The onetime home of the Old Gray Lady will get some fancy new signage, thanks to a plan put forth by landlord Africa-Israel to erect a 32-foot-long and more than seven-foot-tall sign at the base of the clock tower toward the top of the old New York Times building and to replace the tower’s digital clock face with an analog clock.
The plan, which was unanimously approved by the city’s Landmarks Preservation Commission on Wednesday, would erect the sign in the same spot where the old one once hung, emblazoned with “Times.” The future tenant of the building at 229 West 43rd Street, now undergoing a $175 million renovation by Africa Israel (now known as AFIUSA and controlled by Israeli Lev Leviev), will likewise get its name in backlit lighting.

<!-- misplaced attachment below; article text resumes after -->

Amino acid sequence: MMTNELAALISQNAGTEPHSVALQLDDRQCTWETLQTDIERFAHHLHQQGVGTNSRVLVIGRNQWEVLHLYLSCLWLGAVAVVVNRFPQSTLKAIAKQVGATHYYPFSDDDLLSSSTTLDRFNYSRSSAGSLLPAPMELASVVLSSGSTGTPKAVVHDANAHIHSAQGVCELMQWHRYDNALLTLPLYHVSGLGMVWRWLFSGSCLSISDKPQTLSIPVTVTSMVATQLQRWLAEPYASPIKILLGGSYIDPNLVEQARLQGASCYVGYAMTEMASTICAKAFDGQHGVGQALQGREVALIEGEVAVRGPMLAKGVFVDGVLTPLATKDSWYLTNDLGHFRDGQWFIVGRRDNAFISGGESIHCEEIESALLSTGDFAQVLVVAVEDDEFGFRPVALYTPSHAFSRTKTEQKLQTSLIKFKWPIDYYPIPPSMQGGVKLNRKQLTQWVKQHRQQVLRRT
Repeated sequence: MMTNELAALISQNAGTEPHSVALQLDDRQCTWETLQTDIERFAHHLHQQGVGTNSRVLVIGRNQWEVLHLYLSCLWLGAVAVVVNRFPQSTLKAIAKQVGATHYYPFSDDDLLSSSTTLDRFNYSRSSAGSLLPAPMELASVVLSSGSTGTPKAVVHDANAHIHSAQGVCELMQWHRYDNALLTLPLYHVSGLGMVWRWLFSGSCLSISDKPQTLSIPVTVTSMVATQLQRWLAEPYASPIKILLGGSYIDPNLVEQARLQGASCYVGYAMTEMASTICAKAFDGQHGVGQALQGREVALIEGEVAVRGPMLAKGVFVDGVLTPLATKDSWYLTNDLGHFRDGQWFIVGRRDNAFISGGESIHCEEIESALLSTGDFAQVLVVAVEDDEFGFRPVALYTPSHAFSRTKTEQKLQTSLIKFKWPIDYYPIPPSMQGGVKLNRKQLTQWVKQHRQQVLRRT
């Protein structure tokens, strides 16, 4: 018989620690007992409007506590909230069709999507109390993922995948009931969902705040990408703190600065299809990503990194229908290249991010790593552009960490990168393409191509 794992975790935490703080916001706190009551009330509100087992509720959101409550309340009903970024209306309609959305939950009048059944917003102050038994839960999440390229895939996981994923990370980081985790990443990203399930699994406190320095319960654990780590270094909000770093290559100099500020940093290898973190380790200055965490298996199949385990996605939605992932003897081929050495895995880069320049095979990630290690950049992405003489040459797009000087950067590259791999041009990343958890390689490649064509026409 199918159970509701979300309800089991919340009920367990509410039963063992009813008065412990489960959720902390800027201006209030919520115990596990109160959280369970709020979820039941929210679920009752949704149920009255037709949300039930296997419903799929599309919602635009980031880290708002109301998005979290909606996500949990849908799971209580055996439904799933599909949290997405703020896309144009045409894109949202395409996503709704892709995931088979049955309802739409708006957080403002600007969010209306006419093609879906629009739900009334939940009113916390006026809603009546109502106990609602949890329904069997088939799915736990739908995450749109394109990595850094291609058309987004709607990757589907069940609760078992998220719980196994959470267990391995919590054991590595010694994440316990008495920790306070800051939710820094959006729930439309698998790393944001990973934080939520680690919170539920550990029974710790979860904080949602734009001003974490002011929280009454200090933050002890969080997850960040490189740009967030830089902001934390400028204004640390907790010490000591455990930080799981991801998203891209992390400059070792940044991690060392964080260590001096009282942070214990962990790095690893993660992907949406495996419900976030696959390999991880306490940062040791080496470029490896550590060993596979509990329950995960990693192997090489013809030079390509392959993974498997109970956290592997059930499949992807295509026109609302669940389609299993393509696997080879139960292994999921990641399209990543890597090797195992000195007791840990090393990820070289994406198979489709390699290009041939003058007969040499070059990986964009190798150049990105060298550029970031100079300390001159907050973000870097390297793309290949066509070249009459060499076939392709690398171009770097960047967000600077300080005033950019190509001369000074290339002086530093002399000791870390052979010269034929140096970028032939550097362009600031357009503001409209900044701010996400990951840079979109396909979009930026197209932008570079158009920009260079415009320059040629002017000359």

The New York Times occupied the building from 1913 to 2007, at which point it relocated to its new Renzo Piano-designed headquarters on Eighth Avenue. The paper’s former digs, totaling 767,000 square feet, are one of the few large chunks of office spaces available in midtown.
The Historic Districts Council, which describes the building as a “neo-Gothic-style skyscraper,” said in a statement that, while the building would forever be known as “The Times Building,” it approved of the proposal since “its style, size, placement and usage are all reminiscent of the old sign.”
The preservationists were less impressed with the clock face, suggesting the design was more appropriate for an upscale department store and encouraging AFIUSA to take “cues from the c.1945 photo that shows a square frame, illuminated Arabic numerals, and illuminated arms.”